a variable elongated body adapted to be inserted into the coronary sinus of a patient in the vicinity of the posterior leaflet cf the :itral valve, the variable elongated body being adjustable between a first configuration adapted to be delivered into the coronary sinus and a second configuration adapted to :exert a force onto the posterior annulus, the variable elongated body comprising:

a first anchor comprising a first elongated section and a first anchor element disposed at one end thereof;

a second anchor having a second elongated section and a second anchor element disposed at one end thereof;

a crimp having an opening therein and being adapted to selectively close down the size of the opening;

said first anchor, said second anchor and said crimp being arranged so that said first elongated section and said second elongated section extend through said opening, with said first anchor element and said second anchor element being displaced from one another;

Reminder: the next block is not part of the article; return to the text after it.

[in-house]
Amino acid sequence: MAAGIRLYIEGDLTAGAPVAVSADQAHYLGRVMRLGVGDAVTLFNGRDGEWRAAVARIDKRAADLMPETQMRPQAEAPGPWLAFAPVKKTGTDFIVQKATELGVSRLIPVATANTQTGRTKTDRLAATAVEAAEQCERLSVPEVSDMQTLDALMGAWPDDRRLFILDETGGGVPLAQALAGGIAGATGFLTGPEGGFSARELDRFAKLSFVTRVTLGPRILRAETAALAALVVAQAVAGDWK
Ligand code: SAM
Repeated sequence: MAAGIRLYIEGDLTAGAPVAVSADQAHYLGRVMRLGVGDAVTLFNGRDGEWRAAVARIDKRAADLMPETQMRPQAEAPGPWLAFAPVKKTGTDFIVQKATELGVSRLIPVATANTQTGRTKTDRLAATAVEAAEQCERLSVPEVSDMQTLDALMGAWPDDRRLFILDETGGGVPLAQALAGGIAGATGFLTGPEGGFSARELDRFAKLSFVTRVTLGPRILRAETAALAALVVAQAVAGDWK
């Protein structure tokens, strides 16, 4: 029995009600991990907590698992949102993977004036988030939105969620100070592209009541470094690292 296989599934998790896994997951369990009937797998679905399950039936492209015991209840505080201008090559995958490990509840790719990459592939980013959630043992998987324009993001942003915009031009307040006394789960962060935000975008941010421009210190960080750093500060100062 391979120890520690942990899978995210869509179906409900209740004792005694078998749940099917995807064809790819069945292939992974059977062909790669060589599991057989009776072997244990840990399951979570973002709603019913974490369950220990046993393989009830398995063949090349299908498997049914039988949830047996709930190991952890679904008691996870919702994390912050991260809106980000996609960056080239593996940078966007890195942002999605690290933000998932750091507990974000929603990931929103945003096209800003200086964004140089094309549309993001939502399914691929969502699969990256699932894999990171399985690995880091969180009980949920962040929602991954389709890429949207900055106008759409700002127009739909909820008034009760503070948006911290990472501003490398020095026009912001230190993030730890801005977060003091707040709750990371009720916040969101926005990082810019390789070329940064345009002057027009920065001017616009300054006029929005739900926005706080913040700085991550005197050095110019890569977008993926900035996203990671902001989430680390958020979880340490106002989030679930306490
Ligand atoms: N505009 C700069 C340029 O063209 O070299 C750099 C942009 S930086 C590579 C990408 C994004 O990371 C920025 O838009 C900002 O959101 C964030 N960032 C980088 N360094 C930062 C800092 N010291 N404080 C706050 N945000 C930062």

whereby said elongated body may be positioned in said first configuration wherein first anchor element and said second anchor element are displaced from one another by a first distance, said elongated body may be deployed in said coronary sinus, and said elongated body may thereafter be moved into said second configuration wherein said first anchor and'said second anchor are displaced from one another by a second, shorter distance, whereby to exert the force on the posterior annulus and thereby reduce mitral regurgitation;

positioning the prosthesis in the coronary sinus while in the first configuration; and reconfiguring the prosthesis into the second configuration.